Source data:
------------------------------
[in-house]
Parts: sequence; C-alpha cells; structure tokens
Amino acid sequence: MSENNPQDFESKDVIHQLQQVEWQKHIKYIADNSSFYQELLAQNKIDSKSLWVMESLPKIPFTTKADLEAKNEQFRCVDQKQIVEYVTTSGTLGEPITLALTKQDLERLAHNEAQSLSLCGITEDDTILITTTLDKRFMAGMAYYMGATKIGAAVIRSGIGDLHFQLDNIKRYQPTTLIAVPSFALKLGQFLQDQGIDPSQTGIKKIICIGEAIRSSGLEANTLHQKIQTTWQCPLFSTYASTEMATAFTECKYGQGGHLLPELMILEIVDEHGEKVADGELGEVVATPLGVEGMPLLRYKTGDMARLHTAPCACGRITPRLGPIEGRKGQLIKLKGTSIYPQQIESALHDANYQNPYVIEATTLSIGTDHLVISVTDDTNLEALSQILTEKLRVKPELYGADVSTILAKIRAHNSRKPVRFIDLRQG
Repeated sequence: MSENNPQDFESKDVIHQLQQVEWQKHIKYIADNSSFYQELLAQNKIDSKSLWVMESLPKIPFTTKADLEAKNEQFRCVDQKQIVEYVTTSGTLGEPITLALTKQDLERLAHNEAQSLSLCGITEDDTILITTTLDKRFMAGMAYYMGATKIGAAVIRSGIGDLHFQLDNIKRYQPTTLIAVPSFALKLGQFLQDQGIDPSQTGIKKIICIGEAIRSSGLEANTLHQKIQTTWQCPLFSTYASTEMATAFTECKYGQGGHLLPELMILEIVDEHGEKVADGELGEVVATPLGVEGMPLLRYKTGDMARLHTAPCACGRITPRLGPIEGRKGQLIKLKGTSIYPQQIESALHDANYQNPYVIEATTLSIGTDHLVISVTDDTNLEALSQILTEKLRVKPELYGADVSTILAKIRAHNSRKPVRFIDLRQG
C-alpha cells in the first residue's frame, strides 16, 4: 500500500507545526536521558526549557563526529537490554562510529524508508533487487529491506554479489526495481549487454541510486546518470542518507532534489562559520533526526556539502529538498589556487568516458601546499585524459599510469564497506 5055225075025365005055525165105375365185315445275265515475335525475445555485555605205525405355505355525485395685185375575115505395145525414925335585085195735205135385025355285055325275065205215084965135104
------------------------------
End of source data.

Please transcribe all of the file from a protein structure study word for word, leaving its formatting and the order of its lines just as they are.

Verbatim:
[in-house]
Parts: sequence; C-alpha cells; structure tokens
Amino acid sequence: MSENNPQDFESKDVIHQLQQVEWQKHIKYIADNSSFYQELLAQNKIDSKSLWVMESLPKIPFTTKADLEAKNEQFRCVDQKQIVEYVTTSGTLGEPITLALTKQDLERLAHNEAQSLSLCGITEDDTILITTTLDKRFMAGMAYYMGATKIGAAVIRSGIGDLHFQLDNIKRYQPTTLIAVPSFALKLGQFLQDQGIDPSQTGIKKIICIGEAIRSSGLEANTLHQKIQTTWQCPLFSTYASTEMATAFTECKYGQGGHLLPELMILEIVDEHGEKVADGELGEVVATPLGVEGMPLLRYKTGDMARLHTAPCACGRITPRLGPIEGRKGQLIKLKGTSIYPQQIESALHDANYQNPYVIEATTLSIGTDHLVISVTDDTNLEALSQILTEKLRVKPELYGADVSTILAKIRAHNSRKPVRFIDLRQG
Repeated sequence: MSENNPQDFESKDVIHQLQQVEWQKHIKYIADNSSFYQELLAQNKIDSKSLWVMESLPKIPFTTKADLEAKNEQFRCVDQKQIVEYVTTSGTLGEPITLALTKQDLERLAHNEAQSLSLCGITEDDTILITTTLDKRFMAGMAYYMGATKIGAAVIRSGIGDLHFQLDNIKRYQPTTLIAVPSFALKLGQFLQDQGIDPSQTGIKKIICIGEAIRSSGLEANTLHQKIQTTWQCPLFSTYASTEMATAFTECKYGQGGHLLPELMILEIVDEHGEKVADGELGEVVATPLGVEGMPLLRYKTGDMARLHTAPCACGRITPRLGPIEGRKGQLIKLKGTSIYPQQIESALHDANYQNPYVIEATTLSIGTDHLVISVTDDTNLEALSQILTEKLRVKPELYGADVSTILAKIRAHNSRKPVRFIDLRQG
C-alpha cells in the first residue's frame, strides 16, 4: 500500500507545526536521558526549557563526529537490554562510529524508508533487487529491506554479489526495481549487454541510486546518470542518507532534489562559520533526526556539502529538498589556487568516458601546499585524459599510469564497506 5055225075025365005055525165105375365185315445275265515475335525475445555485555605205525405355505355525485395685185375575115505395145525414925335585085195735205135385025355285055325275065205215084965135104